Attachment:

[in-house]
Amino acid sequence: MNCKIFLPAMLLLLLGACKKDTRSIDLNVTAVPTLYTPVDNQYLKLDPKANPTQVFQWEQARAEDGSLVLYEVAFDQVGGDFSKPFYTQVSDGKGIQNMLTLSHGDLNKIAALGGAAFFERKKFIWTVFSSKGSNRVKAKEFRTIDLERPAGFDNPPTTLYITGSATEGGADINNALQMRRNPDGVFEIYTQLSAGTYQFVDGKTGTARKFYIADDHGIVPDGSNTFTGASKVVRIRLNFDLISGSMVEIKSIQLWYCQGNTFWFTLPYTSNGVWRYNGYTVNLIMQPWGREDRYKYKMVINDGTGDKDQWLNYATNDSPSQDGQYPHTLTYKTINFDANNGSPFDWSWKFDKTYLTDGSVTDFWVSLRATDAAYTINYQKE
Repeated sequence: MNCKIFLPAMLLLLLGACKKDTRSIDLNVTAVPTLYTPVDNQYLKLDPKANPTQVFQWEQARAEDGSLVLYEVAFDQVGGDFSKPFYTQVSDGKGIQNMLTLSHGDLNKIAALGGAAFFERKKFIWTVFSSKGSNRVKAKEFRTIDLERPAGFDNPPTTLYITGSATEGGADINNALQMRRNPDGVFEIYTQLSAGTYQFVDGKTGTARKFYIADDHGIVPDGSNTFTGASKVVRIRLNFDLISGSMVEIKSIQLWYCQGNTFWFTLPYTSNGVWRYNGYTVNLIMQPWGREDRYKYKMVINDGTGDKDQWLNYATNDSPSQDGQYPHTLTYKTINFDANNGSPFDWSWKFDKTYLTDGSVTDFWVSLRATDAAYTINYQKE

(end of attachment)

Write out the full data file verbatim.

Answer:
[in-house]
Amino acid sequence: MNCKIFLPAMLLLLLGACKKDTRSIDLNVTAVPTLYTPVDNQYLKLDPKANPTQVFQWEQARAEDGSLVLYEVAFDQVGGDFSKPFYTQVSDGKGIQNMLTLSHGDLNKIAALGGAAFFERKKFIWTVFSSKGSNRVKAKEFRTIDLERPAGFDNPPTTLYITGSATEGGADINNALQMRRNPDGVFEIYTQLSAGTYQFVDGKTGTARKFYIADDHGIVPDGSNTFTGASKVVRIRLNFDLISGSMVEIKSIQLWYCQGNTFWFTLPYTSNGVWRYNGYTVNLIMQPWGREDRYKYKMVINDGTGDKDQWLNYATNDSPSQDGQYPHTLTYKTINFDANNGSPFDWSWKFDKTYLTDGSVTDFWVSLRATDAAYTINYQKE
Repeated sequence: MNCKIFLPAMLLLLLGACKKDTRSIDLNVTAVPTLYTPVDNQYLKLDPKANPTQVFQWEQARAEDGSLVLYEVAFDQVGGDFSKPFYTQVSDGKGIQNMLTLSHGDLNKIAALGGAAFFERKKFIWTVFSSKGSNRVKAKEFRTIDLERPAGFDNPPTTLYITGSATEGGADINNALQMRRNPDGVFEIYTQLSAGTYQFVDGKTGTARKFYIADDHGIVPDGSNTFTGASKVVRIRLNFDLISGSMVEIKSIQLWYCQGNTFWFTLPYTSNGVWRYNGYTVNLIMQPWGREDRYKYKMVINDGTGDKDQWLNYATNDSPSQDGQYPHTLTYKTINFDANNGSPFDWSWKFDKTYLTDGSVTDFWVSLRATDAAYTINYQKE